Hartford Superior Court

A Hartford Superior Court judge dismissed some of the Schaghticoke Tribal Nation’s $610 million lawsuit against Connecticut over land rights dating back to the 18th century.

In his ruling partially dismissing the claims, Judge Thomas Moukawsher wrote the state appears to be correct in arguing it doesn’t have to pay the nation since it never owned the land.

Moukawsher wrote the nation had not asserted a claim for violating the Schaghticoke’s constitutional right against the government taking property without compensation. Therefore, the judge ruled, “its claims for compensation over the alleged lost real estate must be dismissed.” In addition, Moukawsher wrote, the claims asserted by the nation for the alleged lost real estate are barred by sovereign immunity.

Moukawsher ruled the nation’s remaining claims, alleged ownership of certain mortgages, are not affected by the ruling.

Austin Tighe, one of the nation’s attorneys, said in an email Thursday the judge’s ruling could still put the entire $610 million in play. “As mortgagee, STN had a constitutionally protected property interest in every one of these mortgages, all 102 of them,” said Tighe, of counsel at Nix, Patterson & Roach in Texas.

The judge noted the nation relied on two legislative resolutions from the 1700s in making its claims.

The 1736 resolution only allows the nation to “continue” on the land until the General Assembly decided otherwise, Moukawsher wrote. The 1752 act grants the nation the “liberty” to improve and cut wood on the land so long as the General Assembly allowed it.

“Telling someone they can stay somewhere, fix it up, and cut wood for themselves on it until the owners says otherwise doesn’t sound very much like the owner is giving that person the land,” Moukawsher wrote. “This conclusion is even easier to reach under the legal rules governing land transfers that applied in the 18th century and before and still apply today.”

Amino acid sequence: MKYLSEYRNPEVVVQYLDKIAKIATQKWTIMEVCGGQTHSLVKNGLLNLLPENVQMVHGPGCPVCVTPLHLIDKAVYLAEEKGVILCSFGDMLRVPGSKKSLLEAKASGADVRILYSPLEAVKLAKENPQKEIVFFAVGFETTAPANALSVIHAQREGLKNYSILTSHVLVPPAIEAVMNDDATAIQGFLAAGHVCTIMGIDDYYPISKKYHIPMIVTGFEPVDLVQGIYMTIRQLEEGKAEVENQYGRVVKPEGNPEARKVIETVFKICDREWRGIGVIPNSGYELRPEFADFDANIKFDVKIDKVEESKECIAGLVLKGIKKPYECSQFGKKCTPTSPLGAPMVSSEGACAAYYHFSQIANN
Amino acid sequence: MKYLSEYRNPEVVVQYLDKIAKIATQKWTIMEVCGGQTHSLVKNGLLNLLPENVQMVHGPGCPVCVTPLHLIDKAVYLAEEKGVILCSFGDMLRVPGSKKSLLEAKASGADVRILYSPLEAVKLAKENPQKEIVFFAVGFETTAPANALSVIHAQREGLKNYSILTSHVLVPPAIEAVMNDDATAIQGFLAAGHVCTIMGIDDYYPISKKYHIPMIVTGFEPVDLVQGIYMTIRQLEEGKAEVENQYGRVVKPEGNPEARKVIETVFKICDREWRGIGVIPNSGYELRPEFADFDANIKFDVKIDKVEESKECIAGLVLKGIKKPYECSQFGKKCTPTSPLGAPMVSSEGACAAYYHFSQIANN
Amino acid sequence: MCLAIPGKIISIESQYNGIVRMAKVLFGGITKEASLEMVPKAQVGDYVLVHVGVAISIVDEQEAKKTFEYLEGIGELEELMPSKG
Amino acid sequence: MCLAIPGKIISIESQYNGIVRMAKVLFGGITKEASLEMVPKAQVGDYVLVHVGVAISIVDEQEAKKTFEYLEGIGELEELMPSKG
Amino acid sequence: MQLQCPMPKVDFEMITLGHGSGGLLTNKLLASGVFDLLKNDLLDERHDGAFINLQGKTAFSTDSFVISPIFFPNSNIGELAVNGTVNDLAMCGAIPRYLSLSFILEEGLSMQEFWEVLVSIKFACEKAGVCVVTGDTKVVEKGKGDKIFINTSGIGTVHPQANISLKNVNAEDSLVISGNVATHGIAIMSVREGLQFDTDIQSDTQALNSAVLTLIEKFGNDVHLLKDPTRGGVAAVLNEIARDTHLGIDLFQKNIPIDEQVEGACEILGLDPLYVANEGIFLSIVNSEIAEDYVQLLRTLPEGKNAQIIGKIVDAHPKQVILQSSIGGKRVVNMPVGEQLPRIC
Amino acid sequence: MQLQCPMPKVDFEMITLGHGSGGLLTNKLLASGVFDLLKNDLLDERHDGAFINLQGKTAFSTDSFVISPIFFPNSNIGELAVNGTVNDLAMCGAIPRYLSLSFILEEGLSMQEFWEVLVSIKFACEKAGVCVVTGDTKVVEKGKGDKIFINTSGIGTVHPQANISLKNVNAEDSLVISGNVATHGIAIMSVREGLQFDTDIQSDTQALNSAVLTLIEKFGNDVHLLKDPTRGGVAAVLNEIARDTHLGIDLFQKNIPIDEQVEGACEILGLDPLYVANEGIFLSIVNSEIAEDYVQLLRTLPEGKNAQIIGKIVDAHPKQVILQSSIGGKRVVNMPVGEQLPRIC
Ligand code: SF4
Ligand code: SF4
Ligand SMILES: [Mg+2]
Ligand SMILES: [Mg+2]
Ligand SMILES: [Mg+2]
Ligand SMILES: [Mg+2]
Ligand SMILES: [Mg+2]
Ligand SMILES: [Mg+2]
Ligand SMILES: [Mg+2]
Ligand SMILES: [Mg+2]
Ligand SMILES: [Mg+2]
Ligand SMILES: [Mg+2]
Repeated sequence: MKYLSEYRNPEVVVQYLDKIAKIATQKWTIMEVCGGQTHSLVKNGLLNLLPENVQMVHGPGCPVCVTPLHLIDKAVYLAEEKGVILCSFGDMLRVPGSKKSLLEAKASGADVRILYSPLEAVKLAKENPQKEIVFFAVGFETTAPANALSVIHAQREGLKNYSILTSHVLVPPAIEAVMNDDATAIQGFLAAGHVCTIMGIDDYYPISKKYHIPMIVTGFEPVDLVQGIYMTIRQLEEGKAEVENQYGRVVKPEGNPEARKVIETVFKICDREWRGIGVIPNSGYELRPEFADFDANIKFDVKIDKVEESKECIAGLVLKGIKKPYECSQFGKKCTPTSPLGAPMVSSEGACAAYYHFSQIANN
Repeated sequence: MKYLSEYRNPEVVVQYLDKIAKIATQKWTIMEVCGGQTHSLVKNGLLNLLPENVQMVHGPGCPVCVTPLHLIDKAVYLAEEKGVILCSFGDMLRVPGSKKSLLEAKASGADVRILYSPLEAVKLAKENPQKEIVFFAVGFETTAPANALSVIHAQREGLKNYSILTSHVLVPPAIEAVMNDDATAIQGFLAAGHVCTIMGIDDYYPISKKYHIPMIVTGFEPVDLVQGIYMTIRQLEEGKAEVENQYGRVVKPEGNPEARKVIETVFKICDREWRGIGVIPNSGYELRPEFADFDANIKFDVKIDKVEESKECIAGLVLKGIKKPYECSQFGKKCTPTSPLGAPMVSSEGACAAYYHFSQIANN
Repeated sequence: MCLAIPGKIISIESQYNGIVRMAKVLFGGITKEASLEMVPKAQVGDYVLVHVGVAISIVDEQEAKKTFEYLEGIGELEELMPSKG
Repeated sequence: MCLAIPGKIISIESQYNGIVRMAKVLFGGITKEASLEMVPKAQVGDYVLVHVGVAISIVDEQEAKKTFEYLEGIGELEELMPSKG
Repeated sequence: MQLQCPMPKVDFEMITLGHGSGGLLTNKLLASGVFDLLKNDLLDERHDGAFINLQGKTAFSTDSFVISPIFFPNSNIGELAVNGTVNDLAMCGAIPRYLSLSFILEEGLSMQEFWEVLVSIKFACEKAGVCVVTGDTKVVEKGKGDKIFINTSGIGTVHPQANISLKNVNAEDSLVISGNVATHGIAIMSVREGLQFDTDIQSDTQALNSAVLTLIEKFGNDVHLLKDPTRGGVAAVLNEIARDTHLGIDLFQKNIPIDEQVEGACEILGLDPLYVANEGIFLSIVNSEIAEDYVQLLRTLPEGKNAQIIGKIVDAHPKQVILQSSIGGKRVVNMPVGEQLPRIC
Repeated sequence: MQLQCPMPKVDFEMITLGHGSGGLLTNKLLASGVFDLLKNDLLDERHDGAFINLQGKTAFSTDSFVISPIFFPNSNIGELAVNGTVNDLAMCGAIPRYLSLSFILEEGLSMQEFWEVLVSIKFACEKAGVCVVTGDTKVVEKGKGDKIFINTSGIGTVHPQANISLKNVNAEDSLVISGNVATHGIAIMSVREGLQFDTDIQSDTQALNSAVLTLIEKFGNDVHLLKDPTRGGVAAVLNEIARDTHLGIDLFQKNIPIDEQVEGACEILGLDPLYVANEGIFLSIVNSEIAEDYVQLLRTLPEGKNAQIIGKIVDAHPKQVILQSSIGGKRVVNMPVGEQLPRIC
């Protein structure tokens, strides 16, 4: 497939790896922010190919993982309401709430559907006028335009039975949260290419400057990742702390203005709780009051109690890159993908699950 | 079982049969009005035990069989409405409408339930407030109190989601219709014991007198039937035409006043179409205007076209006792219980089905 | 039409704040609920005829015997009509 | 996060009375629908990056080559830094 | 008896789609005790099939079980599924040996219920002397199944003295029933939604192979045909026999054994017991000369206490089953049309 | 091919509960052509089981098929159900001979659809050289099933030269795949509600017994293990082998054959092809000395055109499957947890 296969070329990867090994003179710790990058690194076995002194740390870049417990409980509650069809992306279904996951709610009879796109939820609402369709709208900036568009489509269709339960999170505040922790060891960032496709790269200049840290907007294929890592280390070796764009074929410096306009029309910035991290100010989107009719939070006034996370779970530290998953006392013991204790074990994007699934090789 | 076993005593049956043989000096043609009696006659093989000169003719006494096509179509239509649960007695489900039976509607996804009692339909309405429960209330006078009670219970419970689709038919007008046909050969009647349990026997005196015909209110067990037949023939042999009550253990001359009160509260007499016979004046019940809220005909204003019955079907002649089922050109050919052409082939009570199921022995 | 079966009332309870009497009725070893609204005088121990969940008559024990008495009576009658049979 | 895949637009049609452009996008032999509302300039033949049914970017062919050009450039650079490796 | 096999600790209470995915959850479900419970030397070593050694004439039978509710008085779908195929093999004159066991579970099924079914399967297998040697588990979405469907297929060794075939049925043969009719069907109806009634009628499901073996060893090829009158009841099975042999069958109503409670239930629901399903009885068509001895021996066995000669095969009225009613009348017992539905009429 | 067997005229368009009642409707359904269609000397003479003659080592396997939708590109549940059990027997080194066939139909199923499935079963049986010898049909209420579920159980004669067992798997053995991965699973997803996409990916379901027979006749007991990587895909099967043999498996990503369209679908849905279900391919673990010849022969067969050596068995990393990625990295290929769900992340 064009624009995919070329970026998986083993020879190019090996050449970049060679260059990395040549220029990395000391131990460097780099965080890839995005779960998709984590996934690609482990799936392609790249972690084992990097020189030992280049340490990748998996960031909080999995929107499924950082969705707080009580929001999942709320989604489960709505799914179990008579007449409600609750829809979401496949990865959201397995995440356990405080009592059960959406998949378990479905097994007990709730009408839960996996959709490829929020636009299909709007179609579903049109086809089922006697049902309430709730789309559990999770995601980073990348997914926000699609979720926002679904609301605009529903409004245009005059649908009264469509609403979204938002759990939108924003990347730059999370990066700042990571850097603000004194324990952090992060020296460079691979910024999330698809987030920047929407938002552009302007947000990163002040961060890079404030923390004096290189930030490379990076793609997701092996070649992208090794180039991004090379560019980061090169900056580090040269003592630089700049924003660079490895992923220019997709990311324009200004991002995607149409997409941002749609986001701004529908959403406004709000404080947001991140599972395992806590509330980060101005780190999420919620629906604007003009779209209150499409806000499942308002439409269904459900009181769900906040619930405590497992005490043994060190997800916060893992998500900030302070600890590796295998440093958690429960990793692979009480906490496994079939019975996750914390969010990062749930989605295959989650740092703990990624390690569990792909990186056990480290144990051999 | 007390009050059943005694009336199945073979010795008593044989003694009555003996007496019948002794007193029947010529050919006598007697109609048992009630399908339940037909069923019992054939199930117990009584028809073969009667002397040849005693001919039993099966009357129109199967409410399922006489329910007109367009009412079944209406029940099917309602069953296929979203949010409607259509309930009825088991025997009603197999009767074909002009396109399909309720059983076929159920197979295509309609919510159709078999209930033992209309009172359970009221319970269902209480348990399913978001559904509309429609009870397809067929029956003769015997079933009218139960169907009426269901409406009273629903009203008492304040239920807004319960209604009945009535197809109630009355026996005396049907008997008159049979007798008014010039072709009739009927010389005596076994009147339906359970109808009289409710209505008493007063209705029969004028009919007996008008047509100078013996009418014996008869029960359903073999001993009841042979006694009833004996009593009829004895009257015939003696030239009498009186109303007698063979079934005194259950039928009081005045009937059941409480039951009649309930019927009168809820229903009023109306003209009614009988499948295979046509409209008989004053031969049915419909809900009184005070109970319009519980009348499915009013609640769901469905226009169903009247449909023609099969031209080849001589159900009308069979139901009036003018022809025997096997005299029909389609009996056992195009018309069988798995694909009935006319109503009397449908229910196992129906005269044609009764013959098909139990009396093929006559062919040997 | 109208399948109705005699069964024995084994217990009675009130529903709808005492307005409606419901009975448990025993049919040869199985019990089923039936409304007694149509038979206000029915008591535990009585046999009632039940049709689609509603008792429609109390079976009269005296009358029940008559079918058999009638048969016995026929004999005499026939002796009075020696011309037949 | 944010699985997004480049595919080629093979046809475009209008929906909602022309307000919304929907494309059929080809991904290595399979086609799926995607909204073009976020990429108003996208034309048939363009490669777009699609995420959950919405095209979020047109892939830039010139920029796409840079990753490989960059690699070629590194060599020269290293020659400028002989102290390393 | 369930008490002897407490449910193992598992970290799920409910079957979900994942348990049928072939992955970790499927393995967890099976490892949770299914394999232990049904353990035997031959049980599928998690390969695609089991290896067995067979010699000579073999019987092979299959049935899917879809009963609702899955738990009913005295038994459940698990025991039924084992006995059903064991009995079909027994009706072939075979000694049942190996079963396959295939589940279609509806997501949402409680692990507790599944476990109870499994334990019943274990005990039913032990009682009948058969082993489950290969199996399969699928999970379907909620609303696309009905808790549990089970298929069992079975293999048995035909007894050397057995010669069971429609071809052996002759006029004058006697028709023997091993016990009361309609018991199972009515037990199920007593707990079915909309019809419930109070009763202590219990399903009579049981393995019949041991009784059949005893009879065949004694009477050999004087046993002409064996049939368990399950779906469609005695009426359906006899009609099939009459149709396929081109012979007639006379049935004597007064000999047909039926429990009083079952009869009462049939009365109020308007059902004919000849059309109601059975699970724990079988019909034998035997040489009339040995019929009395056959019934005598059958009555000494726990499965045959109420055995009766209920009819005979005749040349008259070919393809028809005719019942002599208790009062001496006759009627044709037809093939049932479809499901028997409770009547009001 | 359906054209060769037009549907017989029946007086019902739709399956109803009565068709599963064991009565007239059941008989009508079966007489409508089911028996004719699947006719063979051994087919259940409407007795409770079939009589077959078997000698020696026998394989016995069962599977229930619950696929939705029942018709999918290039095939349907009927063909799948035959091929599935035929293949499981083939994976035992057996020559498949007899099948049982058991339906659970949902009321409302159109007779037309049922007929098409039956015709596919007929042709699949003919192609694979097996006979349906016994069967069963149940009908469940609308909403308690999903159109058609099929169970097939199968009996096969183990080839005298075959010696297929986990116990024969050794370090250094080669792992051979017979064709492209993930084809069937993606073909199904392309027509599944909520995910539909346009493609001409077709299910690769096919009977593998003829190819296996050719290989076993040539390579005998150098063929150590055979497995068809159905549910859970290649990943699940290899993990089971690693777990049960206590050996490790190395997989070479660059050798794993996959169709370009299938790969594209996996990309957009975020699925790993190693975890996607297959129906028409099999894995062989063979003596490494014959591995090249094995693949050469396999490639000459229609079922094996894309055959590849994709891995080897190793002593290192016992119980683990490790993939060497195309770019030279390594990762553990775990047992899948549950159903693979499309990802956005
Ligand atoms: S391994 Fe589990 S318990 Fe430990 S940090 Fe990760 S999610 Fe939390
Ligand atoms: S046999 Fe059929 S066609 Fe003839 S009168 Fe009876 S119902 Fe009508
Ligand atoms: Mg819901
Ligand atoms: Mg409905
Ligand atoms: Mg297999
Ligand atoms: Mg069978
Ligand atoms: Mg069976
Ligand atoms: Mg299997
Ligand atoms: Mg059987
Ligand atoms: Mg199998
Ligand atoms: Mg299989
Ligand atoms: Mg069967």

Moukawsher added that “With only the 1736 language and the 1752 language to look to, it becomes obvious that rights that can be instantly and capriciously taken away are no rights at all. … No competent court at this time would hold that either of these acts of the General Assembly gave this land to the Schaghticokes.”

The nation claims in the underlying lawsuit that the state seized 2,000 acres from a 2,400-acre reservation in Western Connecticut between 1801 and 1918 without proper payment.

The judge wrote the final language of both acts made it clear that whatever the General Assembly was letting the nation do had no value because everything was done at the pleasure of the General Assembly.

Tighe said a possible appeal to the Connecticut Supreme Court would be announced at the appropriate time.

“We respectfully disagree with the court’s ruling dismissing one-half of our constitutional takings claim, and we look forward to proceeding on our other six claims,” Tighe wrote. “As the court expressly stated, STNs remaining claims, including our mortgage taking claims, are unaffected by this ruling.”

The six remaining claims are unconstitutional taking of mortgage ownership interest in violation of the Fifth Amendment of the U.S. Constitution; unconstitutional taking of mortgage ownership interest in violation of Article 1, Section 11 of the Connecticut Constitution; violation of constitutional due process; breach of fiduciary duty; and claims for injunctive and declaratory relief.

In his ruling, Moukawsher never cited the friction between the nation and a rival faction, the Schaghticoke Indian Tribe. The tribe attempted to block the lawsuit three months ago. In a motion to intervene, the tribe claimed it “exclusively possesses, controls, and maintains title to the Schaghticoke reservation in Kent including the land and funds that are the subject matter of this lawsuit.” That motion is pending.

Assisting Tighe are partner Michael Angelovich of Nix Patterson, and former Sen. Joseph Lieberman, Mark Lerner and Christine Montenegro, all of Kasowitz, Benson, Torres & Friedman, an Am Law 200 firm.

Samuel Carmody, a spokesman for the Connecticut attorney general, said the state is reviewing the decision, but declined to comment further.

Read more:

Shaghticoke Tribe: Sovereign Immunity Can’t Get Conn. Out of $610M Case

Judge Rejects State’s Push to Dismiss Schaghticoke Nation’s $610M Suit

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